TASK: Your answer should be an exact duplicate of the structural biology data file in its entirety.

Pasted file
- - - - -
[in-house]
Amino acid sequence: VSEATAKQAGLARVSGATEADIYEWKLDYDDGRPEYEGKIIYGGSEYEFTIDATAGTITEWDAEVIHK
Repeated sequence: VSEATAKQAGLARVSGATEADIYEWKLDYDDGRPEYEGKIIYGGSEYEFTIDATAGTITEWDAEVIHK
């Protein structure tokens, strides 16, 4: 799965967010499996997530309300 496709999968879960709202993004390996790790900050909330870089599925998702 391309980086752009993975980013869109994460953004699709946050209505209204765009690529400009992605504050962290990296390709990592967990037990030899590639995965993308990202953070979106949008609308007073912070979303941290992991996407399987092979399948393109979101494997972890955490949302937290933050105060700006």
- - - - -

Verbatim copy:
[in-house]
Amino acid sequence: VSEATAKQAGLARVSGATEADIYEWKLDYDDGRPEYEGKIIYGGSEYEFTIDATAGTITEWDAEVIHK
Repeated sequence: VSEATAKQAGLARVSGATEADIYEWKLDYDDGRPEYEGKIIYGGSEYEFTIDATAGTITEWDAEVIHK
């Protein structure tokens, strides 16, 4: 799965967010499996997530309300 496709999968879960709202993004390996790790900050909330870089599925998702 391309980086752009993975980013869109994460953004699709946050209505209204765009690529400009992605504050962290990296390709990592967990037990030899590639995965993308990202953070979106949008609308007073912070979303941290992991996407399987092979399948393109979101494997972890955490949302937290933050105060700006």